Alabama law is well settled that consolidated actions maintain their separate identities, and separate judgments are to be entered in each action. Casey v. Casey, 85 So.3d 435, 439-40 (Ala.Civ.App. 2011) (citing H.J.T. v. State ex rel. M.S.M., 34 So.3d 1276, 1278 (Ala.Civ.App. 2009)). The circuit court consolidated the 06 action and the 07 action for purposes of discovery and trial, and it properly entered separate judgments in each action.

         The judgment in the 07 action is not barred by the doctrines of res judicata, collateral estoppel (i.e., issue preclusion), or judicial estoppel for the simple reason that the HOA was not a party to the 06 action. Those doctrines require, among other elements, that there be a substantial identity of the parties in both the first action and the second action. See Bullock v. Howton, [Ms. 2130987, Jan. 30, 2015] 168 So.3d 1270, 1272 (Ala.Civ.App. 2015)(regarding the elements of the doctrine of res judicata); Ex parte Smith, 683 So.2d 431, 433 (Ala. 1996)(regarding the elements of the doctrine of collateral estoppel); and Ex parte Jackson Hosp. & Clinic, Inc., [Ms. 1130342, Nov. 7, 2014] 167 So.3d 324, 327 (Ala. 2014)(regarding the elements of the doctrine of judicial estoppel).

         For the same reason, the judgment in the 06 action did not become law of the case in the 07 action.

" Under the doctrine of the 'law of the case,' whatever is once established between the same parties in the same case continues to be the law of that case, whether or not correct on general principles, so long as the facts on which the decision was predicated continue to be the facts of the case."

Blumberg v. Touche Ross & Co., 514 So.2d 922, 924 (Ala. 1987) (citing Alford v. Summerlin, 423 So.2d 482 (Fla. Dist. Ct.App. 1982)). We are not presented with the " same parties" or the " same case." Moreover, the decision in the 07 action was predicated on facts that were not presented for review in the 06 action, namely, the facts contained in the HOA's motion for a summary judgment.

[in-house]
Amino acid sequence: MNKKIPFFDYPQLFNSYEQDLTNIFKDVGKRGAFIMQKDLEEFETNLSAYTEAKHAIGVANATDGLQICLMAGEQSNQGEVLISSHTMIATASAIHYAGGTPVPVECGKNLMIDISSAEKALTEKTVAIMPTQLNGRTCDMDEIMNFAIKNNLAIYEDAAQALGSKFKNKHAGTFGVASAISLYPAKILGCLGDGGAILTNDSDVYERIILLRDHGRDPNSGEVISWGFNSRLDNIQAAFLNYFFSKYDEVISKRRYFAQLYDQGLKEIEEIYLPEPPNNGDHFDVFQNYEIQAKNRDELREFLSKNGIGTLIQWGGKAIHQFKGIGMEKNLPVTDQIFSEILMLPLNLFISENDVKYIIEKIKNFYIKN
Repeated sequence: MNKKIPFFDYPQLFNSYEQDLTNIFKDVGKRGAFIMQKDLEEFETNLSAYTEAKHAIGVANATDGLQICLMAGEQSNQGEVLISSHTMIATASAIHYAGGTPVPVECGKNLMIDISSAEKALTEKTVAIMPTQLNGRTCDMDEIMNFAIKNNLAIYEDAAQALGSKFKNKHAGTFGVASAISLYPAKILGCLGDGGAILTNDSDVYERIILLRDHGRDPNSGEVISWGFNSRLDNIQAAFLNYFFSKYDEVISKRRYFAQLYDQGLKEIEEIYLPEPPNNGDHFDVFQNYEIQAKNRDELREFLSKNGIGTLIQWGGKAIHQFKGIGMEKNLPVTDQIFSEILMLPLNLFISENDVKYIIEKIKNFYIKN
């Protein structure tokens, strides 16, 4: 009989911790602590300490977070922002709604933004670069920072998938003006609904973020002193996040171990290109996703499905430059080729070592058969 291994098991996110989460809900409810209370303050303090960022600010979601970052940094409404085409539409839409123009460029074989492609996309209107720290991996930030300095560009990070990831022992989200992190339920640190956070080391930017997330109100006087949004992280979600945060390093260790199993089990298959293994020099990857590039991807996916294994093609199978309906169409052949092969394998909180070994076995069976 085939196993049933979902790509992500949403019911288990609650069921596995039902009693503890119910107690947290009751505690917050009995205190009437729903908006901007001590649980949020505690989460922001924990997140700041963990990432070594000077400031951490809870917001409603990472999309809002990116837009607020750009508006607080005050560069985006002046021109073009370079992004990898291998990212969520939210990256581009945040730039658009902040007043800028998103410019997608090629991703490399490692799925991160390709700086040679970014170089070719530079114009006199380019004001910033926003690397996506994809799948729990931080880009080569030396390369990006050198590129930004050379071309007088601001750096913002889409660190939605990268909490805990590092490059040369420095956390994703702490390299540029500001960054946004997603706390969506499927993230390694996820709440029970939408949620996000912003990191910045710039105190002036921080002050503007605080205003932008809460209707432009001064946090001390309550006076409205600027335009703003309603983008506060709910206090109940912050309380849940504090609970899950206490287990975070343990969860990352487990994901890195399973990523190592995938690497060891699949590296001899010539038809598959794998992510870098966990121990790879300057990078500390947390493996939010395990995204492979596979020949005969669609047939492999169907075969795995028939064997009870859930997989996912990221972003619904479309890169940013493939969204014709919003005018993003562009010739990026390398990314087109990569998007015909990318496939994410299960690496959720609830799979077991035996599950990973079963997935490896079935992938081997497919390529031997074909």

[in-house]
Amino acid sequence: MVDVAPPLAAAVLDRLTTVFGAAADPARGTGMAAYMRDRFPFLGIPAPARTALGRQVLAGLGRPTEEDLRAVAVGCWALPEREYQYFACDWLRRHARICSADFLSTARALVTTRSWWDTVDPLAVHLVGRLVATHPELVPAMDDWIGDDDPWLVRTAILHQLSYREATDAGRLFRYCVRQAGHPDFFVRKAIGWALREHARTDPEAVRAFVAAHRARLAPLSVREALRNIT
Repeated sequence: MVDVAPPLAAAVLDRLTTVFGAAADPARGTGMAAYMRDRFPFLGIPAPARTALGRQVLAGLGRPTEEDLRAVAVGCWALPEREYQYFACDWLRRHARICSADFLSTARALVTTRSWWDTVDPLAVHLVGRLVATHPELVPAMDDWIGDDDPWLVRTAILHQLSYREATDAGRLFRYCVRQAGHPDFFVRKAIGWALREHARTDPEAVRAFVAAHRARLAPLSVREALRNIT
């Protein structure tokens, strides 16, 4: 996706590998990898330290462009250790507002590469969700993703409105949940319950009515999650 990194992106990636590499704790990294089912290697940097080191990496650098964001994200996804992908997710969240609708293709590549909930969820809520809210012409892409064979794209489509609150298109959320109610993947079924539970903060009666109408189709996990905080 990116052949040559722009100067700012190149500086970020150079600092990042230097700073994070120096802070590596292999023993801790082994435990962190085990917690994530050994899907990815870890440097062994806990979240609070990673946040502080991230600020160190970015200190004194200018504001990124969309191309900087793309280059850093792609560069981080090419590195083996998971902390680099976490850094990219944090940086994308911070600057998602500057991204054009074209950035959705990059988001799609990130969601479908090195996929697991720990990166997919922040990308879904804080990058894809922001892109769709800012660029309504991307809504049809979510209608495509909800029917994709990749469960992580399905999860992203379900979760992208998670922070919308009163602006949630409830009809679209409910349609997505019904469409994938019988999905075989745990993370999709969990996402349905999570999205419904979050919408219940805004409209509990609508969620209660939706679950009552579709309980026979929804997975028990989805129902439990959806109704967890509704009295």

The Satterwhites continue their argument by asserting that the HOA was in privity with, and had " identity of interests" with, EnviroBuild because Anderson was the president of both entities and Envirobuild was a party in the 06 action. The Satterwhites argue that " [t]here is no doubt in this consolidated case that the [HOA] was in privity with [EnviroBuild]." Thus, according to the Satterwhites, the issue of the validity of the easement document could not be relitigated by the HOA in the 07 action because that issue had been litigated by Envirobuild in the 06 action.

          " '" Privity" is a flexible legal term, comprising several different types of relationships and generally applying when a person, although not a party, has his [or her] interests adequately represented by someone with the same interests who is a party.'" Jim Parker Bldg. Co. v. G & S Glass & Supply Co., 69 So.3d 124, 132 (Ala. 2011)(quoting EEOC v. Pemco Aeroplex, Inc., 383 F.3d 1280, 1286 (11th Cir. 2004));

Page 899

see also McDaniel v. Harleysville Mut. Ins. Co., 84 So.3d 106, 112-13 (Ala.Civ.App. 2011). In the 06 action, EnviroBuild benefited from the circuit court's conclusion that Millennium could not have relied on Anderson's false representation because the easement document had been recorded. The interests of the HOA were not adequately represented in the 06 action by EnviroBuild or Anderson, who purportedly acted on behalf of EnviroBuild and the HOA, because, unlike EnviroBuild, the HOA did not benefit from the circuit court's conclusion in the 06 action. Instead, in the 07 action, the HOA's position was that the easement purportedly granted to Wayne and the Satterwhites was detrimental to the HOA's interests, was granted without notification to or the agreement of the HOA, and was contrary to certain provisions of the HOA's incorporation documents.

         Finally, the Satterwhites contend that the circuit court erred by concluding that the historical easements were invalid because, they assert, there was no evidence indicating that they had abandoned or vacated the historical easements. An easement may be extinguished by abandonment upon proof of nonuse coupled with an act indicating an intent to abandon the easement. Alabama Power Co. v. Daily, 31 Ala.App. 441, 443, 18 So.2d 142, 144 (1944); see also Western Union Tel. Co. v. Louisville & Nashville R.R., 206 Ala. 368, 89 So. 518 (1921); 53 Am. Jur. Proof of Facts 3d 519 § 1 (" The well-established rule is that abandonment of an easement must be proved by showing a history of nonuse, coupled with a decisive act or omission by the easement holder that indicates a clear intent to abandon." (footnote omitted)).